Job had 10 children (Job 1:2). When Satan challenged God’s assertion of Job’s righteousness, he asked God for permission to harm Job’s loved ones and take Job’s possessions (vs. 10-11). God acquiesced, and Satan used human conflict (vs. 15, 17) and natural disaster (vs. 16, 18-19) to destroy all that Job had, and kill all whom Job loved, save his wife.
My biggest fear is that something would harm one of my children, let alone both of them. I know people who have lost children. It is completely devastating. Yet, from the text of the story of Job, the death of his children functions more as an element of movement, than a cause for mourning. Job must move from prosperity to pain so we can get to the meat of the story and find out if Satan was right. The death of 10 “young people” (vs. 19), as well as their spouses and servants, is a tool for the use of the storyteller. The event gets us to the point where Job has to react, and his reaction is the story.
The narrator never comments on the sorrow of such an awful human loss. Satan is utterly indifferent. Satan does not care a whit for Job’s children or for Job. Satan wants to prove God wrong. God also comes across coldly. We love reading “Therefore I tell you, do not worry about your life, what you will eat or what you will drink, or about your body, what you will wear. Is not life more than food, and the body more than clothing? Look at the birds of the air; they neither sow nor reap nor gather into barns, and yet your heavenly Father feeds them. Are you not of more value than they” (Matthew 6:25-26)?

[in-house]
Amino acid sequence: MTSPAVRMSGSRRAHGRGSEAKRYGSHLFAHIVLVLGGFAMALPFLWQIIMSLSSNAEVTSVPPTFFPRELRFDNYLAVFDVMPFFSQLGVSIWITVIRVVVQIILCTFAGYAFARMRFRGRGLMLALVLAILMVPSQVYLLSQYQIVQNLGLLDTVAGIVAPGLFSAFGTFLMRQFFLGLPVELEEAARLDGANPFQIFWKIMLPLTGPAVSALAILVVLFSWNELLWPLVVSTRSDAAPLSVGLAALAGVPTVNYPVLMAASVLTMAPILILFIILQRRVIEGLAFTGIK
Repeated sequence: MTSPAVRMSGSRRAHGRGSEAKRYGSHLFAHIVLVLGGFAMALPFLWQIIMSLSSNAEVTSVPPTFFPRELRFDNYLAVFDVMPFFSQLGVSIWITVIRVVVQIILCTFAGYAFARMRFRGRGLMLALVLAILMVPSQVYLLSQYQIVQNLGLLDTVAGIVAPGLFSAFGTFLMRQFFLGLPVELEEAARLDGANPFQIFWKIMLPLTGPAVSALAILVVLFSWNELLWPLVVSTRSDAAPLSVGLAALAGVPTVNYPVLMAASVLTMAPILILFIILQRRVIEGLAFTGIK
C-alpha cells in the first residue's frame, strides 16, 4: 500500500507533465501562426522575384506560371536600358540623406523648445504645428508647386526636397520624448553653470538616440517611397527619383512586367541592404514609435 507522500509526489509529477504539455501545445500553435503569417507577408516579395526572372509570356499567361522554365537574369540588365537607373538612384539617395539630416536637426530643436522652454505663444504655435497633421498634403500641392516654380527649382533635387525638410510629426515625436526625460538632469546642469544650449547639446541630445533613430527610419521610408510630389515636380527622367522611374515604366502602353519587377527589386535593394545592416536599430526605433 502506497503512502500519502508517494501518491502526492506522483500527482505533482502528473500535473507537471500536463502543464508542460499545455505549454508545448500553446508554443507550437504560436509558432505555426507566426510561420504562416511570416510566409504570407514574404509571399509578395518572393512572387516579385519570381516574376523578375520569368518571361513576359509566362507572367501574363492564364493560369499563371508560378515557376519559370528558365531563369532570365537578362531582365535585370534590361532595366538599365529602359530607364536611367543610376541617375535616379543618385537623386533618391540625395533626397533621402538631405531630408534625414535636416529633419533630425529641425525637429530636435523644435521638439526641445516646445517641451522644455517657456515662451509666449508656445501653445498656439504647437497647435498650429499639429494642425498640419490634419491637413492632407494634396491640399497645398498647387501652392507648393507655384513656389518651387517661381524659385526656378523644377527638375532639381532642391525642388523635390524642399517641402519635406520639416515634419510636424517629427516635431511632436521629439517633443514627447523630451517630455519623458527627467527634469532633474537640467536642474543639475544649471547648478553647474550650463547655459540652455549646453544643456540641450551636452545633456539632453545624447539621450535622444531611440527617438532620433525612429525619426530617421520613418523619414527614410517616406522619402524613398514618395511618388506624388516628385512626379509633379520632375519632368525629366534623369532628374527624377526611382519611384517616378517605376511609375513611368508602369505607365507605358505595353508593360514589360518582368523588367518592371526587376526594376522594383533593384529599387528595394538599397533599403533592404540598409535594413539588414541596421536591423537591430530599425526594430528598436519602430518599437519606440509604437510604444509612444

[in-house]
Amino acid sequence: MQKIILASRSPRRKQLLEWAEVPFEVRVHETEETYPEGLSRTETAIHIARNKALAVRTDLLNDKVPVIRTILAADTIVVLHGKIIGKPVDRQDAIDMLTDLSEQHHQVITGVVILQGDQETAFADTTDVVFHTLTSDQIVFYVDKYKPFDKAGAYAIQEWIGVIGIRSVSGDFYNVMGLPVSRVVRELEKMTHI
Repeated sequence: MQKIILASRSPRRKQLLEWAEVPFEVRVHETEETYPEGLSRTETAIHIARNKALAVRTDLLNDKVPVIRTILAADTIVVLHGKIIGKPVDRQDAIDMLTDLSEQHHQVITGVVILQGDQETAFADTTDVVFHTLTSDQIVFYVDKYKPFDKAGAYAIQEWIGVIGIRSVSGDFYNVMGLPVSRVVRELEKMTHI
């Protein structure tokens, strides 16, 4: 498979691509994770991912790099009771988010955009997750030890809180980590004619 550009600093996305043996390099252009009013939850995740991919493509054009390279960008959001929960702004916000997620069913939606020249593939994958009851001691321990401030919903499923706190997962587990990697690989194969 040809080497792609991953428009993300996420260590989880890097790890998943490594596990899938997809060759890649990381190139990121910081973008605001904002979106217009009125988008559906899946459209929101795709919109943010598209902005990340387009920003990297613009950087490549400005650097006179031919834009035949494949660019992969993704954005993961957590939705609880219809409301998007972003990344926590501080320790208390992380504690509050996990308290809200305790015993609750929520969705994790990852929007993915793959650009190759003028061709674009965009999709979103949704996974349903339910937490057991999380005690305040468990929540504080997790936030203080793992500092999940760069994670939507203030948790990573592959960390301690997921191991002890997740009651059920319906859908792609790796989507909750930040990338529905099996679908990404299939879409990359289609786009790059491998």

These words of Jesus clearly state that God values us, loves us, and provides for us. Genesis chapters 1 & 2 declare humans made in the image of God; humans and humans alone are special in God’s kingdom.
And yet, in Job 1-2, humans (Job’s children and servants) are mere fodder for the wager. God seems more intent on proving Satan wrong than valuing Job’s children. In fact, God appears to be completely indifferent to the fate of Job’s children; and, God is not at all sympathetic to Job’s grief. What gives?
First, this is a good example of why we strive to consider the entire testimony of the Bible and not just isolated verses. When we read the New Testament we have to remember the Old, because the New is built on the Old. When we read the Old Testament, we have to remember the New because our interpretation of the Old is determined by the teaching of Jesus and Paul and the other New Testaments voices. With other passages as a corrective, we remember we can trust God to watch over us and care about us.
Second, death is not always the worst thing to happen to someone. We don’t see the Job story from the perspective of Job’s children. Their view is never considered. From their vantage point, maybe something is gained by their deaths. I don’t know. I look into the New Testament and see Stephen willingly face death for the sake of the Gospel (Acts 7). Jesus embraced death to save humanity.
This step of trying to step into the shoes of the peripheral characters does not put God in better light. God doesn’t look good in Job 1 & 2. But, lest we commit Job’s sins, let me hasten to add, we cannot understand God’s perspective. We cannot know the divine mind and I accept that. What I wish is that we had some dialogue or some knowledge of the thoughts of one or two of Job’s children. It might help us understand the morality of the story.
In seeing that we don’t have that, I am eternally grateful we have passages like Genesis 1 & 2 and Matthew 6 to remind us that God does value us and does care. These passages don’t provide relief to the seemingly capricious theology and theocentric morality of Job. But they remind us that God is good.